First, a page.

Combining the final Olympic and Paralympic lists leaves Great Britain as the only nation to have competed at every single summer and winter Olympic and Paralympic Games!


The Paralympic Games – A Cultural or a Sports Event?

From its inception in the late 1940s the founder of the international disability sport movement, Ludwig Guttmann, described the aims of his use of sport in the rehabilitation process of the spinally injured to be social re-integration and to change the perceptions of the non-disabled within society regarding what people with disabilities were capable of. This continued to be the underlying message of the International Paralympic Committee (IPC) regarding the Paralympic Games and international disability sport for many years. These kinds of aims and the language associated with them (e.g. social integration, changing perceptions etc) possibly led to the Paralympic Games being perceived primarily as a cultural games rather than one that is about sport. Cultural games have as their aim an ethos of fostering self-respect and belief amongst their participants as well as helping to solidify their social identity as a group. Other examples of cultural games include the Gay Games and the Maccabiah Jewish Games. However, the last eight to ten years or so, have seen a distinct shift in the language used and the aims set out by the International Paralympic Committee. The language used is now much more about sport than disability as these two items on the mission statement of IPC clearly shows:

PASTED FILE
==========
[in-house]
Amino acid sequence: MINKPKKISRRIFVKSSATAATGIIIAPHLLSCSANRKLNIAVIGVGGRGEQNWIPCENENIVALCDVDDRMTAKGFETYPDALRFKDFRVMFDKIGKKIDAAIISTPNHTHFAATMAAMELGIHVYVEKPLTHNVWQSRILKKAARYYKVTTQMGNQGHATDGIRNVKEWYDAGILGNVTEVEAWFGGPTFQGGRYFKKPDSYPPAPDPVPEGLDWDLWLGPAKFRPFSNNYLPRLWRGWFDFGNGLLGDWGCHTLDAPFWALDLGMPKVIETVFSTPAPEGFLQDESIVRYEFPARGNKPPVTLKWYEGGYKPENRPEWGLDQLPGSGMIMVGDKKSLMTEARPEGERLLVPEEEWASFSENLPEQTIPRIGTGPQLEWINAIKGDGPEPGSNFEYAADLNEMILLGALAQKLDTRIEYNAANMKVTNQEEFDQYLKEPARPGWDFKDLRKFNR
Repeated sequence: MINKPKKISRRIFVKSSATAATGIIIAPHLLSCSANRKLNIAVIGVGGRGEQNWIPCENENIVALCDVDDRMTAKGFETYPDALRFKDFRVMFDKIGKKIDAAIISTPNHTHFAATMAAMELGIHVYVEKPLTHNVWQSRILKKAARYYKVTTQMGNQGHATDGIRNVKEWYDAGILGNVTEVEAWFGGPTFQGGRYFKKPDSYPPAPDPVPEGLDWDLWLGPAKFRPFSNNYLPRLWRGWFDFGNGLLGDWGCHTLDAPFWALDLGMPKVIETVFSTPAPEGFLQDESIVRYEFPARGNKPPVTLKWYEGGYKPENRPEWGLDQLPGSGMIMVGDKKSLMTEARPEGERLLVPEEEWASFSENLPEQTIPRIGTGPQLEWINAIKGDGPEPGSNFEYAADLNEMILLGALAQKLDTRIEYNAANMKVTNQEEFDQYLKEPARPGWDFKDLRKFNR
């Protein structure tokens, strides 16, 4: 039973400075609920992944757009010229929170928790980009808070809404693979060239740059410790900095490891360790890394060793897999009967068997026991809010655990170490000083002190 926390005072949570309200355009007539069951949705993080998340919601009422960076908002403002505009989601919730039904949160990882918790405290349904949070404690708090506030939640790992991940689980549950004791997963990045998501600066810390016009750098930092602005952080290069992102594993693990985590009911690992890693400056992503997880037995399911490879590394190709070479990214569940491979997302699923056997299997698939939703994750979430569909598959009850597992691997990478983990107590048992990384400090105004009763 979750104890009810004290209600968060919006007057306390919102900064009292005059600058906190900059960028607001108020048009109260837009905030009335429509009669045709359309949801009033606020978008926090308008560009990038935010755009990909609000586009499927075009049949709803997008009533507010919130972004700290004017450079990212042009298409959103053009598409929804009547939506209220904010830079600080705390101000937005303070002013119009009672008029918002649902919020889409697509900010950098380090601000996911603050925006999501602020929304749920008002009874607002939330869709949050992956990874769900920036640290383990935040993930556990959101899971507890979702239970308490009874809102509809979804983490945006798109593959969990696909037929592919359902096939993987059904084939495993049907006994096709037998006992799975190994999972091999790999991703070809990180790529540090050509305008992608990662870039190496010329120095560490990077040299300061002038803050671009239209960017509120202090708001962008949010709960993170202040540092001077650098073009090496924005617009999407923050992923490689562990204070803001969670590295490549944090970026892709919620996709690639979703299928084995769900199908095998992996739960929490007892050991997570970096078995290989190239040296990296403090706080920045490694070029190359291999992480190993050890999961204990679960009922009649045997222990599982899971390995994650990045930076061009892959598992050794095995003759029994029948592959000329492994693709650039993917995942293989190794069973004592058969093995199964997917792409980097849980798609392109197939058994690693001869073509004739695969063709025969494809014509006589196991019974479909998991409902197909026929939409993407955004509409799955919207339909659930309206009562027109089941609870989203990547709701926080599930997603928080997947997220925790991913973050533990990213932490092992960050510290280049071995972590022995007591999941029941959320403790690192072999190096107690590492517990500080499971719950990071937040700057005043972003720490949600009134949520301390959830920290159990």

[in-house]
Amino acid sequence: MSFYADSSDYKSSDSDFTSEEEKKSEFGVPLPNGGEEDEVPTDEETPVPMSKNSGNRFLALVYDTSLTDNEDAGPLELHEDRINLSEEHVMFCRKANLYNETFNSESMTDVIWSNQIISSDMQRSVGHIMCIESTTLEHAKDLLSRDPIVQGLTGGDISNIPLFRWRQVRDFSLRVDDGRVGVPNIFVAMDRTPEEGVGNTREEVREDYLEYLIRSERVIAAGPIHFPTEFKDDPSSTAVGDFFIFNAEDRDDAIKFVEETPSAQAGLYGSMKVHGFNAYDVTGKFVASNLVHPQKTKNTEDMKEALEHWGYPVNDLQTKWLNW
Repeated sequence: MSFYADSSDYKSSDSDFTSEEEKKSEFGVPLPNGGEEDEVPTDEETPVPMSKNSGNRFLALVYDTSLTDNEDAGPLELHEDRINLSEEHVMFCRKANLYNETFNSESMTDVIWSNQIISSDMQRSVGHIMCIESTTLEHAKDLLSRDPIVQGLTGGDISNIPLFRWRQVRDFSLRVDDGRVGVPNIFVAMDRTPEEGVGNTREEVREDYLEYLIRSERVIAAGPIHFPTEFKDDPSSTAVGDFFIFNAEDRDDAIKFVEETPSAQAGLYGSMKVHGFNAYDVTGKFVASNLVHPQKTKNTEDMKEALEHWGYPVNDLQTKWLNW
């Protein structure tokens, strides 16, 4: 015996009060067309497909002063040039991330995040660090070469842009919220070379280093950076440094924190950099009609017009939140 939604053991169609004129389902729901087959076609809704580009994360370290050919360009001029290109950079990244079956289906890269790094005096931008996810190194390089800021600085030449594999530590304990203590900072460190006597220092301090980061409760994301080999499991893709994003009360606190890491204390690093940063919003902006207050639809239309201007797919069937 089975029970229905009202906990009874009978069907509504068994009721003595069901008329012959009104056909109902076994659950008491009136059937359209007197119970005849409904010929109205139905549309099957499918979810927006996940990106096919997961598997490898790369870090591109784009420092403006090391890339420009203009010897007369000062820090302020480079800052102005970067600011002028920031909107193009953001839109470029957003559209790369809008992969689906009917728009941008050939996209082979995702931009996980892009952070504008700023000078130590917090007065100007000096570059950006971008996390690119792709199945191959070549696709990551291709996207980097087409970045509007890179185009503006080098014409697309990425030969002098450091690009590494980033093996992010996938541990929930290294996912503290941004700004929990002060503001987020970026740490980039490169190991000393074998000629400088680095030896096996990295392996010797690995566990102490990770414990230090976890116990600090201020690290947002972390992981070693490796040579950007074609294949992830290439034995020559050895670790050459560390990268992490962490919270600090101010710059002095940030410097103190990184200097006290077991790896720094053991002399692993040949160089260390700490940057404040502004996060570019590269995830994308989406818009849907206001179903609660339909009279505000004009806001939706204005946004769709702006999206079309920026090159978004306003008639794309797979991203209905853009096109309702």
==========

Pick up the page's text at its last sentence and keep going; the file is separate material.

• To promote and contribute to the development of sport opportunities and competitions, from initiation to elite level, for Paralympic athletes as the foundation of elite Paralympic sport
  • To promote the self-governance of each Paralympic sport either as an integral part of the international sport movement for able-bodied athletes, or as an independent sport organization, whilst at all times safeguarding and preserving its own identity.